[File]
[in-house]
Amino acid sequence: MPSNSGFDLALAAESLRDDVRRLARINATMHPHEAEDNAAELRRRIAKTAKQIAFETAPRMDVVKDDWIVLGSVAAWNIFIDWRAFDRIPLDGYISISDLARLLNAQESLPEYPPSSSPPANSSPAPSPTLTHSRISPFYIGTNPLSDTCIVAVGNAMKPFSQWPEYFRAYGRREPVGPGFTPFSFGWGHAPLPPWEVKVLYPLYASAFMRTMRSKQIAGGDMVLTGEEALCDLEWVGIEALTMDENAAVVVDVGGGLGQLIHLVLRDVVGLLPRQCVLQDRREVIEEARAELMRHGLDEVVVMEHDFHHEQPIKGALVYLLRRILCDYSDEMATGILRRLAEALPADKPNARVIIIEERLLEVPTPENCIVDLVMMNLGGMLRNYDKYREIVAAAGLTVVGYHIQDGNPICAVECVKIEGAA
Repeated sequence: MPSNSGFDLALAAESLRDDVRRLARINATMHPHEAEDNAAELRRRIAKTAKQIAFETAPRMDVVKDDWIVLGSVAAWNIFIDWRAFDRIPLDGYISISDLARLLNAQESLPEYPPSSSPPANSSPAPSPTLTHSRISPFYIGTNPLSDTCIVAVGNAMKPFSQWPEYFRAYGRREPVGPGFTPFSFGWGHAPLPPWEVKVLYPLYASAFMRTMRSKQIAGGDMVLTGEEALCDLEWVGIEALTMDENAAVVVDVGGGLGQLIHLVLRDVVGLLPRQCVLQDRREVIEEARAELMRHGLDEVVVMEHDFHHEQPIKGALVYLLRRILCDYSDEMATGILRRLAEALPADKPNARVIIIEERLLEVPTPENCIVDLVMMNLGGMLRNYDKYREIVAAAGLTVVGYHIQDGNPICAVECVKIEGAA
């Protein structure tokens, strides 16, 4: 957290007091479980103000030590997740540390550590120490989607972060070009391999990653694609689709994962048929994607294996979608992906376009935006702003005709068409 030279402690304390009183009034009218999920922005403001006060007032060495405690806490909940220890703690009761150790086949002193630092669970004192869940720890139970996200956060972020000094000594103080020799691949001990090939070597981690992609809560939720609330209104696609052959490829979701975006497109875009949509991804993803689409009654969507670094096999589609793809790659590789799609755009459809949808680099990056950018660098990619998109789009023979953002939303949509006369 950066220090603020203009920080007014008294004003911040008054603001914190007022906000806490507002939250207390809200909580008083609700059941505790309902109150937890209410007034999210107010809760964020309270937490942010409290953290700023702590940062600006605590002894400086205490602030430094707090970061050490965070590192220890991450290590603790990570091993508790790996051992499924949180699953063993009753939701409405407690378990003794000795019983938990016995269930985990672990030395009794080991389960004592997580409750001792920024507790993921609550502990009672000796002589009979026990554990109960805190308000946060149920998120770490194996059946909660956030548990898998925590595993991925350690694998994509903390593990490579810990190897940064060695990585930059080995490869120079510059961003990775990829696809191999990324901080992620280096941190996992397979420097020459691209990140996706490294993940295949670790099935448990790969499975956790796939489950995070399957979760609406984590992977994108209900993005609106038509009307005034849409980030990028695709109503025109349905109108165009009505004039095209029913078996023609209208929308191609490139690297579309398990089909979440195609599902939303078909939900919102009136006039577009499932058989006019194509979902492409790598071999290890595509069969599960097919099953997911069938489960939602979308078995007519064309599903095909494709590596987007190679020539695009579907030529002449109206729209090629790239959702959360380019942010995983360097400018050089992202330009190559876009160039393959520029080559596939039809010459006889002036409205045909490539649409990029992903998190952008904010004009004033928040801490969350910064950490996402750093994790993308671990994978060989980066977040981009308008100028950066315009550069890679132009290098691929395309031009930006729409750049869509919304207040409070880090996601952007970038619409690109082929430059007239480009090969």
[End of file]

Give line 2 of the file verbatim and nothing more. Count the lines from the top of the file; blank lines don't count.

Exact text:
Amino acid sequence: MPSNSGFDLALAAESLRDDVRRLARINATMHPHEAEDNAAELRRRIAKTAKQIAFETAPRMDVVKDDWIVLGSVAAWNIFIDWRAFDRIPLDGYISISDLARLLNAQESLPEYPPSSSPPANSSPAPSPTLTHSRISPFYIGTNPLSDTCIVAVGNAMKPFSQWPEYFRAYGRREPVGPGFTPFSFGWGHAPLPPWEVKVLYPLYASAFMRTMRSKQIAGGDMVLTGEEALCDLEWVGIEALTMDENAAVVVDVGGGLGQLIHLVLRDVVGLLPRQCVLQDRREVIEEARAELMRHGLDEVVVMEHDFHHEQPIKGALVYLLRRILCDYSDEMATGILRRLAEALPADKPNARVIIIEERLLEVPTPENCIVDLVMMNLGGMLRNYDKYREIVAAAGLTVVGYHIQDGNPICAVECVKIEGAA